Three themes emerged from Tuesday morning’s formal announcement that Philadelphia Media Network — owner of the Inquirer, Daily News, and Philly.com — is being placed under the ownership of a new non-profit institute.
First: The new ownership structure will halt the revolving-door ownership that has afflicted the company with five different ownership groups over the last decade or so. That, in turn, should provide stability for a news organization that has been mired in chaos and, at times, bankruptcy during that time.
“It is, I think, a perfect combination for the future of journalism in Philadelphia,” said Gerry Lenfest, who created the nonprofit — the Institute for Journalism in New Media (IJNM) — and “donated” the papers to it.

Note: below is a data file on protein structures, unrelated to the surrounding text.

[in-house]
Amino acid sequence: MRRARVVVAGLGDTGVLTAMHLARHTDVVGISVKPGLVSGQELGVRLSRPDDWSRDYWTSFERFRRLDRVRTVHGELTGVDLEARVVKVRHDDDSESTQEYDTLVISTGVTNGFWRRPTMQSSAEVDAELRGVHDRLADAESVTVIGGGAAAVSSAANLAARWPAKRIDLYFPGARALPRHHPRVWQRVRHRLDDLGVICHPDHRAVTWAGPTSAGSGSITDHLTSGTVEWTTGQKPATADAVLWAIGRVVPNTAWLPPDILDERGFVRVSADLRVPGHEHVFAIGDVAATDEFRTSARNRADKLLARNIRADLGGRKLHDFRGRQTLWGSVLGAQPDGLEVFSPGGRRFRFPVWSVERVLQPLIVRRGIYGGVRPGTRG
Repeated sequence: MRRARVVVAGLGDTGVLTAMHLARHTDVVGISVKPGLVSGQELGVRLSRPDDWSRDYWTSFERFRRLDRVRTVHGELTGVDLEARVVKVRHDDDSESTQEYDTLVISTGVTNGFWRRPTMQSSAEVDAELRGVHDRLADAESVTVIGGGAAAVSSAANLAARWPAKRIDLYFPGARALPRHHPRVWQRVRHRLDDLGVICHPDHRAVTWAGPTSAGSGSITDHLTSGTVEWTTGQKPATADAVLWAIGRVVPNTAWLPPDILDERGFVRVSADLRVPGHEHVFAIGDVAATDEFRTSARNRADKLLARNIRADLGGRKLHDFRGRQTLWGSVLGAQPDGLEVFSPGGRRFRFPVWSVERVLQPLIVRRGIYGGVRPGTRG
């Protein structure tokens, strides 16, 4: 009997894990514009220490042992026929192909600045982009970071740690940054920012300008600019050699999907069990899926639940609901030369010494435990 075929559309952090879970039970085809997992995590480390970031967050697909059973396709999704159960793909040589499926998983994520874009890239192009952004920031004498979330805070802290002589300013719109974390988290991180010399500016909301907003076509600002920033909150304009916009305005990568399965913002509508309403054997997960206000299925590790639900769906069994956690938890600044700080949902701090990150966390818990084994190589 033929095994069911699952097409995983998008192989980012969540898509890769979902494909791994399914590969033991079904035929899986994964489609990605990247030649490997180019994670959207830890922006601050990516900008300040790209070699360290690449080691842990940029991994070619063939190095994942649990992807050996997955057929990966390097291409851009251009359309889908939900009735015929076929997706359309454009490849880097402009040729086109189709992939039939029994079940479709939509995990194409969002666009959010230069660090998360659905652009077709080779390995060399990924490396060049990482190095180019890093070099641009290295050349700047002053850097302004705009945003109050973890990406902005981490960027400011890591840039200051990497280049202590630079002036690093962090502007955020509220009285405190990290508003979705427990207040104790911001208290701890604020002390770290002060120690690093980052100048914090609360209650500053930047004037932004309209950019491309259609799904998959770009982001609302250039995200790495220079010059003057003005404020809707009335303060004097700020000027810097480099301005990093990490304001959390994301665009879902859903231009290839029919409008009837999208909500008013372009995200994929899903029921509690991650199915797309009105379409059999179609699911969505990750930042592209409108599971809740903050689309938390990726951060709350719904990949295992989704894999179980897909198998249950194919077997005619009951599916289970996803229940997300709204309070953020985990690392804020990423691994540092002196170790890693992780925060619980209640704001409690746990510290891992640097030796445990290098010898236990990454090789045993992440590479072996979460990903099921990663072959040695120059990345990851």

Second: The non-profit structure will make it easier for the papers to seek financial sustainability by attracting grant funding to help pay for their journalism.
And third: There’s still a lot of work to be done to figure out how to make large-scale journalism pay for itself in the 21st century. Today’s announcement doesn’t preclude the possibility that there could be layoffs at the papers later this year if advertising revenues continue to decline.
In the short term, PMN publisher Terry Egger said, the new ownership structure “doesn’t solve our problems.” Richard Fox, the Dilworth Paxson attorney who oversaw the arrangements, added: “This is not a short-term measure. It’s a long-term measure.”
So what does the new ownership structure do? We’ll try to answer the biggest questions raised by this situation based on public documents and discussions with various officials involved in the transaction, including Egger and Fox. Read more »